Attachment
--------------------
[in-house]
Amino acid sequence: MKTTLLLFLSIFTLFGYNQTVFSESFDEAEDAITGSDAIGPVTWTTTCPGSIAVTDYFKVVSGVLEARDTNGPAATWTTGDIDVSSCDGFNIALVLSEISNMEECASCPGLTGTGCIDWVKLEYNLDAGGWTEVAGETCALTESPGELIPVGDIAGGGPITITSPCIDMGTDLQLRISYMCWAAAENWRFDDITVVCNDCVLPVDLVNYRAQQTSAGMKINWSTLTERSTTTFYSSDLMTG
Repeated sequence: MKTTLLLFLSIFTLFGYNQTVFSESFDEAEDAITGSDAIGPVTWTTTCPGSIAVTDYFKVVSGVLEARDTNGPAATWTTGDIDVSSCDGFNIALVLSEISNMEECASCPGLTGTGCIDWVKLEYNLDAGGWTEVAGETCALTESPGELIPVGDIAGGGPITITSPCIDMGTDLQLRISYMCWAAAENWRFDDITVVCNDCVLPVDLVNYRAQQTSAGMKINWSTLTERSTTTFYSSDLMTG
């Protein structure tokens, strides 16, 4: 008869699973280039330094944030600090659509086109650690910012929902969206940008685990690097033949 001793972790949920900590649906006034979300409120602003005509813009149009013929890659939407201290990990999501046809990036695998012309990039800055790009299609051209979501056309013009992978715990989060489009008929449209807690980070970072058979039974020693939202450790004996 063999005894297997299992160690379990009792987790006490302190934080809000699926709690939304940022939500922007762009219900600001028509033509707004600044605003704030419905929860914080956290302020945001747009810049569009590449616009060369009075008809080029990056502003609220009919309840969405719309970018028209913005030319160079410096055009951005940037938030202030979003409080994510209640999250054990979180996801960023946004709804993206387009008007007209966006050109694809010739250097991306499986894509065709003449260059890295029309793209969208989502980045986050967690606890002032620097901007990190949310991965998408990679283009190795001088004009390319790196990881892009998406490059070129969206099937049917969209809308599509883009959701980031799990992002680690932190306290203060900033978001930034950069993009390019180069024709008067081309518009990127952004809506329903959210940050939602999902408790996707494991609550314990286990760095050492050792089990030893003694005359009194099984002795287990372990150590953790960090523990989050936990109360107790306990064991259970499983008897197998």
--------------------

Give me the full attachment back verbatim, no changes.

[in-house]
Amino acid sequence: MKTTLLLFLSIFTLFGYNQTVFSESFDEAEDAITGSDAIGPVTWTTTCPGSIAVTDYFKVVSGVLEARDTNGPAATWTTGDIDVSSCDGFNIALVLSEISNMEECASCPGLTGTGCIDWVKLEYNLDAGGWTEVAGETCALTESPGELIPVGDIAGGGPITITSPCIDMGTDLQLRISYMCWAAAENWRFDDITVVCNDCVLPVDLVNYRAQQTSAGMKINWSTLTERSTTTFYSSDLMTG
Repeated sequence: MKTTLLLFLSIFTLFGYNQTVFSESFDEAEDAITGSDAIGPVTWTTTCPGSIAVTDYFKVVSGVLEARDTNGPAATWTTGDIDVSSCDGFNIALVLSEISNMEECASCPGLTGTGCIDWVKLEYNLDAGGWTEVAGETCALTESPGELIPVGDIAGGGPITITSPCIDMGTDLQLRISYMCWAAAENWRFDDITVVCNDCVLPVDLVNYRAQQTSAGMKINWSTLTERSTTTFYSSDLMTG
């Protein structure tokens, strides 16, 4: 008869699973280039330094944030600090659509086109650690910012929902969206940008685990690097033949 001793972790949920900590649906006034979300409120602003005509813009149009013929890659939407201290990990999501046809990036695998012309990039800055790009299609051209979501056309013009992978715990989060489009008929449209807690980070970072058979039974020693939202450790004996 063999005894297997299992160690379990009792987790006490302190934080809000699926709690939304940022939500922007762009219900600001028509033509707004600044605003704030419905929860914080956290302020945001747009810049569009590449616009060369009075008809080029990056502003609220009919309840969405719309970018028209913005030319160079410096055009951005940037938030202030979003409080994510209640999250054990979180996801960023946004709804993206387009008007007209966006050109694809010739250097991306499986894509065709003449260059890295029309793209969208989502980045986050967690606890002032620097901007990190949310991965998408990679283009190795001088004009390319790196990881892009998406490059070129969206099937049917969209809308599509883009959701980031799990992002680690932190306290203060900033978001930034950069993009390019180069024709008067081309518009990127952004809506329903959210940050939602999902408790996707494991609550314990286990760095050492050792089990030893003694005359009194099984002795287990372990150590953790960090523990989050936990109360107790306990064991259970499983008897197998």